JEFFERSON CITY – Last month, as Missouri Baptist churches received their remittance forms for Cooperative Program (CP) and designated giving in 2018, church leaders noticed something different. Starting Jan. 1, 2018, there is no longer the option to give to CP through Plan A or Plan B.
That’s because messengers at the 2017 Annual Meeting approved a 2018 budget that no longer allocates a portion of CP funding for “agency restoration.” And that’s good news for Missouri Baptists, according to Dr. John Yeats, the MBC’s executive director.
Until now, when churches gave to CP through Plan A, 3 percent was set aside to assist the MBC with legal expenses related to restoring several agencies that broke away from the convention – specifically Missouri Baptist University, The Baptist Home, Windermere Baptist Conference Center, and the Missouri Baptist Foundation.
Plan B, however, allowed churches to support CP ministries without designating any funds for legal expenses. This option accommodated churches that wanted to continue supporting MBC and Southern Baptist ministries but did not want their CP dollars to fund the litigation.
Now, thanks to recent legal victories and an insurance settlement, all Missouri Baptists may rest assured that no more Cooperative Program gifts are needed for agency restoration.
The Foundation comes home
In December 2014, the MBC reached a $5 million settlement from the Foundation’s insurer, Church Mutual Insurance Company. The proceeds enabled the convention to become debt-free, and to set aside reserves for concluding the litigation.
More good news followed in 2016, when the Foundation came home to the MBC after the Missouri Supreme Court turned back a final appeal from the Foundation. A short time later, in a smooth transition, MBC-elected trustees were seated and Neil Franks was named president.
Later that year, the MBC asked the Circuit Court of Cole County to rule in the convention’s favor regarding the Baptist Home and Missouri Baptist University, the two remaining agencies that refuse to seat trustees elected by Missouri Baptists.
The court ruled in the MBC’s favor in September of 2017. Both MBU and the Baptist Home have appealed, with a decision expected in 2018.
“We are so thrilled to have the Foundation back home,” said Yeats. “Under the leadership of newly elected President Neil Franks, great things are happening for Missouri Baptists and their local churches.”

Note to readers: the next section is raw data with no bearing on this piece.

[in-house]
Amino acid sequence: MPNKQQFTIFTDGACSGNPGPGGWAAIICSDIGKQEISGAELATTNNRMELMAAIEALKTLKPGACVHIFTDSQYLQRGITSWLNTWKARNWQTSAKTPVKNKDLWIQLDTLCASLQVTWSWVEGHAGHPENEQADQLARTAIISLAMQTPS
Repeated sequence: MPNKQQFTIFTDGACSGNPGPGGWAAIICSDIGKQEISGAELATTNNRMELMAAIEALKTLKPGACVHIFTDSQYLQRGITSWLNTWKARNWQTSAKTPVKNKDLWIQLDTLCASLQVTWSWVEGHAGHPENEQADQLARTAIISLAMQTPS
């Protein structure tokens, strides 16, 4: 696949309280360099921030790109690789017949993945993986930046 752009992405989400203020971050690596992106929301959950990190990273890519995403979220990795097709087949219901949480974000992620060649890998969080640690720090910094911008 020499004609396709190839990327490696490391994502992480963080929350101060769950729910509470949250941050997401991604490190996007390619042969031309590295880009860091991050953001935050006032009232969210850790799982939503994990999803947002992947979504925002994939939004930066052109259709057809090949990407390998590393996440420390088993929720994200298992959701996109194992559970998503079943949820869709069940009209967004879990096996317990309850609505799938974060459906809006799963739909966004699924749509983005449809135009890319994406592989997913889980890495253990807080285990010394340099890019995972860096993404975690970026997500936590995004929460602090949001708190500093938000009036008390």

Awaiting the appeals court
Yeats continued, “We also are greatly encouraged by the ruling of Judge Karl DeMarce in Cole County regarding MBU and The Baptist Home, and we believe the Appeals Court will affirm his ruling that MBC-elected trustees should govern both agencies. What a joy it would be to have these fine institutions back in the MBC family.”
For MBC churches that have given through Plan B, no action is necessary, according to Yeats. The churches that once gave according to this option simply continue to contribute to the Cooperative Program as always, but do not have to designate Plan B on their remittance forms. “And they may rest assured that every penny given through CP goes to ministry, and none to litigation,” he said.
“I encourage all Missouri Baptists to pray for wisdom as we conclude the legal process of bringing home our entities,” said Yeats. “Pray also for all of the residents and staff of the Baptist Home and for the students, faculty, and administration of MBU. These are fine institutions. Our issue has always been about governance: Who has the legal right and fiduciary responsibility to govern these entities? We have argued that it is a board of trustees duly elected by Missouri Baptists — and the courts have affirmed that position.”
It should be noted that Windermere, which has a differently worded charter than the Foundation, MBU, and the Baptist Home, was lost to the MBC in 2013 when the Missouri Supreme Court refused to reconsider a Camden County judge’s ruling that denied the convention’s bid for a jury trial. However, in 2014 the MBC purchased from a third party approximately 970 acres, redeeming about 75 percent of the camp’s original 1,300 acres at a huge discount.